Here are some tricks worth applauding in the never-ending parade of dazzling performances in the animal world.
For the Year of the Rat, here is some design evidence in vermin. It’s not rats’ fault that plague-carrying fleas sometimes hitch a ride on their fur, and that some medieval folks didn’t remember that cleanliness is next to godliness. These days, clean rats are mainstays of the science labs, generating knowledge that enhances our health. One enterprising rat even overcame rattist bias by opening a gourmet restaurant.
A rat deserves a little more respect just for its facial hair. Physiologist Robyn Grant of Manchester Metropolitan University, writing for The Conversation, discusses how she and her colleagues “found a special maths equation hidden in rat whiskers.” The team first counted about 70 whiskers per rat, “varying hugely in size and shape.” All mammals (including human males) have whiskers, but the whiskers of rats are super-sensitive and movable. They enable these “whisker specialists” to explore and sense their surroundings, even in the dark. Investigating the whiskers more closely, the team discovered that the arrangement of whiskers fits a mathematical equation called the Euler Spiral, elucidated by the prolific 18th-century math genius Leonhard Euler (1707-1783).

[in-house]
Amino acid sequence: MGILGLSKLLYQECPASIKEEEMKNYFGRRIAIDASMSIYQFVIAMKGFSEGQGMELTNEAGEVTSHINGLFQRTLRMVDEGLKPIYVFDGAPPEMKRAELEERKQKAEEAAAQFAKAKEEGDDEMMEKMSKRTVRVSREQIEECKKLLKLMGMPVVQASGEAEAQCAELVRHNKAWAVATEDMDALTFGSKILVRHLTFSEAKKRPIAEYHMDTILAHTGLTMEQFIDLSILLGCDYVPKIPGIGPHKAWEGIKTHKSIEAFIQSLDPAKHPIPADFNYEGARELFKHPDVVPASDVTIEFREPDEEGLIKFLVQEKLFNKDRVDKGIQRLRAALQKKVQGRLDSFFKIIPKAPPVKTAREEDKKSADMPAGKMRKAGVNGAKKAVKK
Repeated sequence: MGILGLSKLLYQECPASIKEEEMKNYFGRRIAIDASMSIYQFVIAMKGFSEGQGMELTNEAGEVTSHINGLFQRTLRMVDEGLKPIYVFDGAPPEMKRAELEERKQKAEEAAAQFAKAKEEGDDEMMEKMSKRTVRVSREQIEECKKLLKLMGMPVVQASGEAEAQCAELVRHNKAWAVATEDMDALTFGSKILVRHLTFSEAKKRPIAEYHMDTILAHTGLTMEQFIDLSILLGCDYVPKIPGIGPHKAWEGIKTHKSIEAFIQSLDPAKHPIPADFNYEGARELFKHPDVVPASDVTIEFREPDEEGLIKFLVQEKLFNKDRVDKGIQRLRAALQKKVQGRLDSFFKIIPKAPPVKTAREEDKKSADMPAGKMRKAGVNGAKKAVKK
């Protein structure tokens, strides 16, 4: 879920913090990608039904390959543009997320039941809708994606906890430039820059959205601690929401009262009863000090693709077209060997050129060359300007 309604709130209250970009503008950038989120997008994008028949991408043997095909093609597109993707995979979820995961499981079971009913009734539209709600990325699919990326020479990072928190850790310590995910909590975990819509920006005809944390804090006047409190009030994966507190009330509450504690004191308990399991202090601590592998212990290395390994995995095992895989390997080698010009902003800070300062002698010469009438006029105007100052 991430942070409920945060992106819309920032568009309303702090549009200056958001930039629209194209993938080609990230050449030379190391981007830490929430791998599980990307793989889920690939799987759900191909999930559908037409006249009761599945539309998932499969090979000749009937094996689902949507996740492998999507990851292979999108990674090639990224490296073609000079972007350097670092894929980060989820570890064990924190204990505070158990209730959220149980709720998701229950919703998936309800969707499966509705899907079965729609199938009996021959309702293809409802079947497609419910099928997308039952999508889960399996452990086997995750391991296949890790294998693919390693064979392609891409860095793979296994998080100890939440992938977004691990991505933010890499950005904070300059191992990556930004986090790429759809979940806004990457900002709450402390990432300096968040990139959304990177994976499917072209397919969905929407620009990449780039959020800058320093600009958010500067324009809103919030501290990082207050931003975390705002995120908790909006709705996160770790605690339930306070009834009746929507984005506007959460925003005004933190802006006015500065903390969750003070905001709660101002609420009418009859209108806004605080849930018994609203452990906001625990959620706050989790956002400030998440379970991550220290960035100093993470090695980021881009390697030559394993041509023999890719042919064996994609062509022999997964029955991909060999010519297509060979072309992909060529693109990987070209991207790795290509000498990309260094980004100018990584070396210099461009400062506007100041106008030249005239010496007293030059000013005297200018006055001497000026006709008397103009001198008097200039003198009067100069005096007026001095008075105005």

We found that rat whiskers can be accurately described by a simple mathematical equation known as the Euler spiral. It’s an example of how special spiral patterns are found throughout the natural world. And spotting them can help us not only understand nature better, but also improve our own engineering.